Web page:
Although gas prices are dropping a little, the $3.60-plus cost has prompted residents -- even in a wealthier town like New Albany -- to make a few lifestyle changes.

Although gas prices are dropping a little, the $3.60-plus cost has prompted residents -- even in a wealthier town like New Albany -- to make a few lifestyle changes.

New Albany residents are taking a variety of approaches to transportation, whether it means planning out an efficient driving schedule or taking public transportation to work.

The parking lot of the New Albany United Methodist Church, 20 S. Third St., acts as the local COTA Park & Ride spot.

New Albany resident Jim Ramsey said he's been using the New Albany stop for five years, but he's been riding the bus for 20.

Ramsey said he began using public transportation before gas prices shot up because it was less expensive. He now qualifies for the discounted senior COTA pass, which means even more money saved.

"It's a $150 savings per month," he said.

Peggy Carrier lives north of Pataskala but also uses the New Albany Park & Ride stop.

"This was a great deal for me," she said last week. "It's $62 per month for a pass. It's 25 miles to work so I'd have to pay for gas and parking."

Both COTA riders said they've seen an increase in the number of people bus riders since gas prices started to rise.

"There are many more," Ramsey said. "When the second bus started for New Albany, there were six or seven of us. Within a month it was over 10. One day we had 19."

Although only 10 cars sat in the Park & Ride spots last week, Carrier said, cars usually line the west side of the parking lot.

"There's usually more cars," she said. "People are probably on vacation."

COTA also runs an express line to New Albany's business park.

Elvah Donald, a local real estate agent and president of The Donald Co., said the gas prices are affecting her line of work.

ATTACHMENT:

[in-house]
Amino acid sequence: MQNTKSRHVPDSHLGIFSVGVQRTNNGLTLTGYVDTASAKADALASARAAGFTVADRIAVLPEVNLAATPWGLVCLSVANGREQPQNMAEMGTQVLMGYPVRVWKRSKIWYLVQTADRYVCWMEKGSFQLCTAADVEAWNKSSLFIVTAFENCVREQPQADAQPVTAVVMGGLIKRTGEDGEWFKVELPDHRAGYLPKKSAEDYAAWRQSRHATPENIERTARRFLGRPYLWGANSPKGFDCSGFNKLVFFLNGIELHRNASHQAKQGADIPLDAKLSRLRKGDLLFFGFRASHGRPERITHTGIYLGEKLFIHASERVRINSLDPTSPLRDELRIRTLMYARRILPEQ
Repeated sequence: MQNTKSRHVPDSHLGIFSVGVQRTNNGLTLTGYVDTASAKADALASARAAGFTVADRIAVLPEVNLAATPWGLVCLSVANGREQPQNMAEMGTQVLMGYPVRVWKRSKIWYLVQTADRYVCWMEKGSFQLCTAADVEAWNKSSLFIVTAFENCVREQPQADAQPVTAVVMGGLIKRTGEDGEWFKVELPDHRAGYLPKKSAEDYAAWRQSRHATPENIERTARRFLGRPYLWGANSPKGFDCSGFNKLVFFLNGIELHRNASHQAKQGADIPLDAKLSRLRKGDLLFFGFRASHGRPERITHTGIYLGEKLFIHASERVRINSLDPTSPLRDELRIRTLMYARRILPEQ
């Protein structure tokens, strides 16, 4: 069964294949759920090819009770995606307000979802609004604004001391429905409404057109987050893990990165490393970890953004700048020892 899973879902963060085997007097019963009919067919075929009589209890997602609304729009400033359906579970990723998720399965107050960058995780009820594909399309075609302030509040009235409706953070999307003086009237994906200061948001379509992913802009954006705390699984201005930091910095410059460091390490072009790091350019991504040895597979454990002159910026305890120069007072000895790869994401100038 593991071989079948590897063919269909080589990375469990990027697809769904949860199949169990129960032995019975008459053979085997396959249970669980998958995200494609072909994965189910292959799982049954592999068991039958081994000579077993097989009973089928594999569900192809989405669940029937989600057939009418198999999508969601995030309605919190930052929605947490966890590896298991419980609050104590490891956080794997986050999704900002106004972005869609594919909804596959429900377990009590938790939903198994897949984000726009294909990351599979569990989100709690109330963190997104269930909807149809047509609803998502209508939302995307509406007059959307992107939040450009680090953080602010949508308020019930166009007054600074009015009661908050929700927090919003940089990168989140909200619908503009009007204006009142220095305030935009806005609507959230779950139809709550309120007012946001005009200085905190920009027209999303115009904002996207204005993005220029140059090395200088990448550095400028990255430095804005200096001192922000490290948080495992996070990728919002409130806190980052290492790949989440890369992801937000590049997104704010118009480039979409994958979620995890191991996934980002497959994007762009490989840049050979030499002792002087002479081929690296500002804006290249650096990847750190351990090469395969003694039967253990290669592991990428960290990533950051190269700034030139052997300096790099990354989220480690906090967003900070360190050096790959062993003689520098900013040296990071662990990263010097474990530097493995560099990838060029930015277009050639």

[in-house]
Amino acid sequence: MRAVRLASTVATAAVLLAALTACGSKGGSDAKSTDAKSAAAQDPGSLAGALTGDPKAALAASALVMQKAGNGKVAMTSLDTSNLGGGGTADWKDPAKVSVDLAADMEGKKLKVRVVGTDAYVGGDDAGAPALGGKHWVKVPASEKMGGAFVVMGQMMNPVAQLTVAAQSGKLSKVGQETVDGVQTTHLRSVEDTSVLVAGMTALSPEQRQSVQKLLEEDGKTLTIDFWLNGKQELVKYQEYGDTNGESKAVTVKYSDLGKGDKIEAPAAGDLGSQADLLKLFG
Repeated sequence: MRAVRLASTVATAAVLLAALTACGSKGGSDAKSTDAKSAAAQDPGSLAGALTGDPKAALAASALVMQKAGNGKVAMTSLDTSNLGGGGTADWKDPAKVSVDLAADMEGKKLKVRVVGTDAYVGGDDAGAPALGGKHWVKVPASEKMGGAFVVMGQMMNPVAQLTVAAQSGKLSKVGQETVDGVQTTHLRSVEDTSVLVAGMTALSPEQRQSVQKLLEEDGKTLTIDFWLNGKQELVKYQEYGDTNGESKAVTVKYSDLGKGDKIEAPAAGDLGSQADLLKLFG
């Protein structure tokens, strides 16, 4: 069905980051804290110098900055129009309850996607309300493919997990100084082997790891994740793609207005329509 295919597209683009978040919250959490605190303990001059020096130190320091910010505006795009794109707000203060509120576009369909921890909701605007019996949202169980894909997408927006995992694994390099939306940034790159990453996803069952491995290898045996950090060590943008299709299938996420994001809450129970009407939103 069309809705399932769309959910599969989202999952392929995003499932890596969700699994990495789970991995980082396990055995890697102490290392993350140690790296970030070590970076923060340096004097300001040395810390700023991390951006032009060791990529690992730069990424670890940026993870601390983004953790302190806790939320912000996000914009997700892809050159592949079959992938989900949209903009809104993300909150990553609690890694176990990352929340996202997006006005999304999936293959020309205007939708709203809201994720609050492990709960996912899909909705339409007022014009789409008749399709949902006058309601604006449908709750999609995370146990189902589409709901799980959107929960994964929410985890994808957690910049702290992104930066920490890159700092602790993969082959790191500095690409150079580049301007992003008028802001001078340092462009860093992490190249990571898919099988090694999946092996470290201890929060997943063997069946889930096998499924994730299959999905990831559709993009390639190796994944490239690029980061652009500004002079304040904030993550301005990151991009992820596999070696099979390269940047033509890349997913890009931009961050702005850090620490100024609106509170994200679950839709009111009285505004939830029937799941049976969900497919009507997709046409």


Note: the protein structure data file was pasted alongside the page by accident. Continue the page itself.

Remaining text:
"Every Realtor is trying to lay out their day," she said. "We used to take gas for granted, but now we make a route for the day."

While planning the day's route in the most gas-efficient way possible to try to keep gas prices from cutting into revenue, Donald said, she's even shared rides.

"We ride together," she said. "Gas prices are really affecting profitability. We have to watch our expenses."

At the New Albany Police Department, officers can be seen patrolling the village on bicycles, but it's not for gas prices, Chief Mark Chaney said. Although fuel prices have not escaped the police department, Chaney said, it's a cost that's necessary.

"We have discussed with officers ways to make sure we conserve fuel," Chaney said. "But it's just one of those things. It's a cost associated with patrol."

Elsewhere in the village, development department employees are given flex time.

Kathryn Meyer, deputy director of community development, said her department allows employees to work four 10-hour days in the summer, and every staff member is taking advantage of it this year.

"In the community development department, we are providing more hours of service to clients," she said. "We're still open five days a week. This is typically the busiest construction season."

Meyer said that when going out on site inspections, the most efficient route is taken.

"We try to cluster inspections to the best extent possible," she said.

During development planning, the village also has tried to cluster commercial to give residents one-stop shopping.

Council also has passed resolutions to connect leisure trails.

"The leisure-trail system is huge because it gives people not only the chance to recreate, but (also) to travel to jobs and friends' homes," Meyer said. "I think council has made a concerted effort to connect the trails, especially on (state Route) 605."